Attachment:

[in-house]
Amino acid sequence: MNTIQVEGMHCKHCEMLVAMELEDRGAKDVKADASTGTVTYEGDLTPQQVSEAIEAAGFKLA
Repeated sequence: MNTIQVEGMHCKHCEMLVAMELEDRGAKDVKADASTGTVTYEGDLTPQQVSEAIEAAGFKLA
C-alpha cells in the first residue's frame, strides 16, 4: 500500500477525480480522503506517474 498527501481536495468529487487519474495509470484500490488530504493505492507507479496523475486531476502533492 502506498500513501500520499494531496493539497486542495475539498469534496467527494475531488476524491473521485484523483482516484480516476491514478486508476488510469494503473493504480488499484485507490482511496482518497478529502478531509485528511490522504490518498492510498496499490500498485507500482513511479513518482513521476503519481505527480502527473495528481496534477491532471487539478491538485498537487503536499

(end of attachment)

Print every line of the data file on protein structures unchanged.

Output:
[in-house]
Amino acid sequence: MNTIQVEGMHCKHCEMLVAMELEDRGAKDVKADASTGTVTYEGDLTPQQVSEAIEAAGFKLA
Repeated sequence: MNTIQVEGMHCKHCEMLVAMELEDRGAKDVKADASTGTVTYEGDLTPQQVSEAIEAAGFKLA
C-alpha cells in the first residue's frame, strides 16, 4: 500500500477525480480522503506517474 498527501481536495468529487487519474495509470484500490488530504493505492507507479496523475486531476502533492 502506498500513501500520499494531496493539497486542495475539498469534496467527494475531488476524491473521485484523483482516484480516476491514478486508476488510469494503473493504480488499484485507490482511496482518497478529502478531509485528511490522504490518498492510498496499490500498485507500482513511479513518482513521476503519481505527480502527473495528481496534477491532471487539478491538485498537487503536499